A daughter of Anglican clergyman Christopher Wordsworth and a great-niece of the poet William Wordsworth, Elizabeth Wordsworth was a distinguished writer and educator in an era when women's roles were largely confined to the domestic sphere. At the time of her birth in 1840, her father was the headmaster of Harrow, a famous English preparatory school. Wordsworth came from a scholarly, ecclesiastical tradition and, though she had little formal academic training, she educated herself. "Her writings reflect the humanistic traditions she lived—a reverence for the deeply intellectual and spiritual heritage of Europe," wrote Nancy A. Barta-Smith in the Dictionary of Literary Biography.

While her father was the canon of Westminster and held a post at rural Stanford-in-the-Vale, Berkshire, Wordsworth worked with him on his extensive biblical commentary. She learned Latin, Greek, Italian, and French and served as an editor and proofreader. Wordsworth's parents valued academics, stressed the importance of spiritual learning, and helped their children appreciate the arts. Wordsworth learned a great deal from her parents and on her own, although she attended school as a teenager. According to Barta-Smith, Wordsworth was "naturally curious" and "found books, not instructors, the key to education."

Wordsworth's Ballads from English History was published in 1864. Beginning in the 1870s she submitted poems and stories to the children's magazine Monthly Packet, published by her friend, noted author Charlotte Yonge. She produced the religious Thoughts for the Chimney Corner and Short Words for Long Evenings in the 1870s as well as the novel Thornwell Abbas. Published under the pseudonym Grant Lloyd, Thornwell Abbas draws on Wordsworth's own experiences, as it portrays the daughter of a vicar.

During the 1860s and 1870s women were making inroads into the formerly male bastion of the University of Oxford. Women were able to attend lectures and participate in examinations. Wordsworth joined this burgeoning movement, attending lectures, writing papers, and meeting other people interested in women's education. To meet the housing demands of the influx of women scholars, Oxford and the Church of England founded Lady Margaret Hall. Wordsworth was asked to be its principal. Her new status may have spurred her own scholarly and literary pursuits, as she published prodigiously in the decades to come.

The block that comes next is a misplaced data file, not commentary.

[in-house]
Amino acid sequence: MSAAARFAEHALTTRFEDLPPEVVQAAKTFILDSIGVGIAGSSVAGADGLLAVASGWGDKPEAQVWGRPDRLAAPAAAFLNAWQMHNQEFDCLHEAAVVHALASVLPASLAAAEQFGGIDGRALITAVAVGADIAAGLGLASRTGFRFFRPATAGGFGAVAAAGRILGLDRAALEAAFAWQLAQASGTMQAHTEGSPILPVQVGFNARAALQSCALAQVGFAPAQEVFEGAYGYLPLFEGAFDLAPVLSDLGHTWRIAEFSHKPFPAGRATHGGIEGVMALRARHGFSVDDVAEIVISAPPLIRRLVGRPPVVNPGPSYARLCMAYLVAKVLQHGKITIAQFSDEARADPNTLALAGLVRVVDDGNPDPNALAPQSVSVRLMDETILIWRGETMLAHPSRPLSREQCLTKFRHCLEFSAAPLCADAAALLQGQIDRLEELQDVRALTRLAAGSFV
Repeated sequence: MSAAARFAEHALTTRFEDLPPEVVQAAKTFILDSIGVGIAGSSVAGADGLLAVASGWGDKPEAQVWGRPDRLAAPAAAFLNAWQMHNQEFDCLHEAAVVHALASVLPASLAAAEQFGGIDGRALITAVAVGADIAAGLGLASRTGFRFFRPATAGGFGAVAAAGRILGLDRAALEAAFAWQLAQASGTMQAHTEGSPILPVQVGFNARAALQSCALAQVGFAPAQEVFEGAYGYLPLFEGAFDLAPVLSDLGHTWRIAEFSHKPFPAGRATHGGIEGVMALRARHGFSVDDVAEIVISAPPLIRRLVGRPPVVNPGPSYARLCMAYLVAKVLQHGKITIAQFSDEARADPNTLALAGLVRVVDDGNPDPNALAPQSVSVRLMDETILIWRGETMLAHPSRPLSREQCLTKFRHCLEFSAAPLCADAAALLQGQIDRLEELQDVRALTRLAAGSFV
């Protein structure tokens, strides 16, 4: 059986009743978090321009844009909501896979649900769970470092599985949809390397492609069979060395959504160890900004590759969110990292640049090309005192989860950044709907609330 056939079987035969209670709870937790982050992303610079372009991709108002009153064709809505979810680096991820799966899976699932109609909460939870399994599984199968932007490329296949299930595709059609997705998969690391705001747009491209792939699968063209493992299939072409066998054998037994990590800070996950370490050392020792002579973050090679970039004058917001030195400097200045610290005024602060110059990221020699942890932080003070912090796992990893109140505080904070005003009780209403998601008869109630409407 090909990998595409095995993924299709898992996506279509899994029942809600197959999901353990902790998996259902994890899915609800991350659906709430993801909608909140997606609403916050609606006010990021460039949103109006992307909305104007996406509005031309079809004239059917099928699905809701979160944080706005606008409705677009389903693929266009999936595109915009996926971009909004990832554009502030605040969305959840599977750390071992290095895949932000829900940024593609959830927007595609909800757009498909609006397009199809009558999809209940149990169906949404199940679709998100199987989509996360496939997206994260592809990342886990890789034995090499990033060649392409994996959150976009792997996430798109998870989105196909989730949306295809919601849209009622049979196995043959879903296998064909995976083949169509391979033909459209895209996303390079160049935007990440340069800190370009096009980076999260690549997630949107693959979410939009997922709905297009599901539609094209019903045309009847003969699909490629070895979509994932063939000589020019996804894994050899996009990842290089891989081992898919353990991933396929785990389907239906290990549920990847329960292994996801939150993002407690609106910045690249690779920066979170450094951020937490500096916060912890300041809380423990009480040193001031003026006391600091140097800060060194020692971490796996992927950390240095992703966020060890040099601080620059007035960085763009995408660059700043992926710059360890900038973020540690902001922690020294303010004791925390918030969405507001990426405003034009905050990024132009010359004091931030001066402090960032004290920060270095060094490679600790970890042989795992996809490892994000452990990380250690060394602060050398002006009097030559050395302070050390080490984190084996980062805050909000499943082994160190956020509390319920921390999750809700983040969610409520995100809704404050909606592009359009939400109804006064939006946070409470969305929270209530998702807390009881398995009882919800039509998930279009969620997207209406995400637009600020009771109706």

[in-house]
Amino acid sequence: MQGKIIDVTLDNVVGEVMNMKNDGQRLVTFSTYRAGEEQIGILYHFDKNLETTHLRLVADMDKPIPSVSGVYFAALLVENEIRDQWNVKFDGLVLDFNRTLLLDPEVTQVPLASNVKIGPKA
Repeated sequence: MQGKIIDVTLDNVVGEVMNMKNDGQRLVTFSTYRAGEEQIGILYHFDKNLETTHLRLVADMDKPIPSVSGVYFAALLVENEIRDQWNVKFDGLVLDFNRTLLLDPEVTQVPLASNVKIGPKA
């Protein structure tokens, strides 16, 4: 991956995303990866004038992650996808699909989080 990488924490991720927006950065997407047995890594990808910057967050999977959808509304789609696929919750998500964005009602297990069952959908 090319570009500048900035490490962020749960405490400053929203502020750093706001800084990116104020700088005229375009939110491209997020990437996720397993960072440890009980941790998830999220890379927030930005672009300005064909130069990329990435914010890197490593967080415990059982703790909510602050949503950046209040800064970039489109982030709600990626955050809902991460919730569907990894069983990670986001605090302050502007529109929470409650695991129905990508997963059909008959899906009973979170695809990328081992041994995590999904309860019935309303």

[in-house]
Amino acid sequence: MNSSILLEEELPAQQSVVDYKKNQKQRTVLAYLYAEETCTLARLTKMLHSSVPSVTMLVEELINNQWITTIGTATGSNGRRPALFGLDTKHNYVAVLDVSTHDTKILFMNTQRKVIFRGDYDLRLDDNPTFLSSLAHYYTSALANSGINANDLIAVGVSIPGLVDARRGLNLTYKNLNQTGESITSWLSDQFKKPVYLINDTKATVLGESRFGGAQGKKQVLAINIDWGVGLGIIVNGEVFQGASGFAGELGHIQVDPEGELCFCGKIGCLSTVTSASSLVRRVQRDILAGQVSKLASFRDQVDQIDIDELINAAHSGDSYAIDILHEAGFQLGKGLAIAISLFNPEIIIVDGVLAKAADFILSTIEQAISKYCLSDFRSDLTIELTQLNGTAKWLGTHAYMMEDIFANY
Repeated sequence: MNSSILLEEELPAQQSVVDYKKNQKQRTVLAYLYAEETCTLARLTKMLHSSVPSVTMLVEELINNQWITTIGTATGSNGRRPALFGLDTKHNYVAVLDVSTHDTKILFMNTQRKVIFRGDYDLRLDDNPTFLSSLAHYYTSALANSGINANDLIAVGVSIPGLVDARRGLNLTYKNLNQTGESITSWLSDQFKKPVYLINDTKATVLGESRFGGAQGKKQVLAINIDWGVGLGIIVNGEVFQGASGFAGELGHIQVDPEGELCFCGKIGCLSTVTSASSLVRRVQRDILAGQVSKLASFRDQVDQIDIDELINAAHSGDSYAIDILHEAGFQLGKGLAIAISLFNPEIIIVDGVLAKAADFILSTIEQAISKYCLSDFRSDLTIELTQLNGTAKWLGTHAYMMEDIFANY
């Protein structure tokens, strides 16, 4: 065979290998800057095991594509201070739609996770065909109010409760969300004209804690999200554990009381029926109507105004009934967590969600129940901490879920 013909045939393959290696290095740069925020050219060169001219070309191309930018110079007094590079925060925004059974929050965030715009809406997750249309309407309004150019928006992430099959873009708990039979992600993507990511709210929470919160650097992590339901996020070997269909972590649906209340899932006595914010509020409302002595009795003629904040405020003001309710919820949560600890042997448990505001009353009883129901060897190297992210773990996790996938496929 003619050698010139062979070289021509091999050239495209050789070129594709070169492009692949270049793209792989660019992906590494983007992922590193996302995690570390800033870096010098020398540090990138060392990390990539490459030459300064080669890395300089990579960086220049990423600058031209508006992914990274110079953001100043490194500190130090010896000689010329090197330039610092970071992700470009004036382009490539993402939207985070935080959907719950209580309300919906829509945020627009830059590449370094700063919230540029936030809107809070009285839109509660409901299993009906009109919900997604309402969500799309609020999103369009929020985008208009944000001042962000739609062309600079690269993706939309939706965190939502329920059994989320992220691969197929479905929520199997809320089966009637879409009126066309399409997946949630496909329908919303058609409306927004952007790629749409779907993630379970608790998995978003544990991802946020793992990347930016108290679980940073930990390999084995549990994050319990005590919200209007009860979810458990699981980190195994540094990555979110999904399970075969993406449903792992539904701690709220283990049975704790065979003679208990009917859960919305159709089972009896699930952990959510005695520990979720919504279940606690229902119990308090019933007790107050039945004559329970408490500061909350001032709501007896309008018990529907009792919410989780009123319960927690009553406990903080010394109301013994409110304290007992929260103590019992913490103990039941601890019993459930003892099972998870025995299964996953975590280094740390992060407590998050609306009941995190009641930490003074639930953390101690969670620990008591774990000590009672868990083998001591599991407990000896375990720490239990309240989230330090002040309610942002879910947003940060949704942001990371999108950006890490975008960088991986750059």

She produced a book of poems, In Doors and Out, and a novel, Ebb and Flow, in the early years of the 1880s. Wordsworth then wrote a series of religious lectures for women, published in 1889 as Illustrations of the Creed. In these lectures, she interprets the traditional language of the Anglican High Church so that others could understand its spiritual message and apply it to their lives. Wordsworth continued to write essays for periodicals throughout the 1880s. One of these articles was published in Ladies at Work: Papers on Paid Employments for Ladies, a book edited by Lady Jeune. In her Ladies at Work essay, Wordsworth argues that women's educations should develop their characters as well as their intellects.

Wordsworth's mother died in 1884 and her father died in 1885. Soon after, Wordsworth and Canon John Henry Overton penned a biography of her father, Christopher Wordsworth: Bishop of Lincoln, 1807-1885. She produced a biography about another relative, the poet William Wordsworth, in 1891. In 1886 Wordsworth founded St. Hugh's, a hall for Oxford women. Demand was high for housing there, and a number of brilliant young women came under Wordsworth's tutelage. During this time, Wordsworth oversaw the growth and expansion of Lady Margaret Hall, lobbied for the right of women to earn bachelor's degrees, and lectured extensively. One of these lectures was published as the pamphlet First Principles in Women's Education.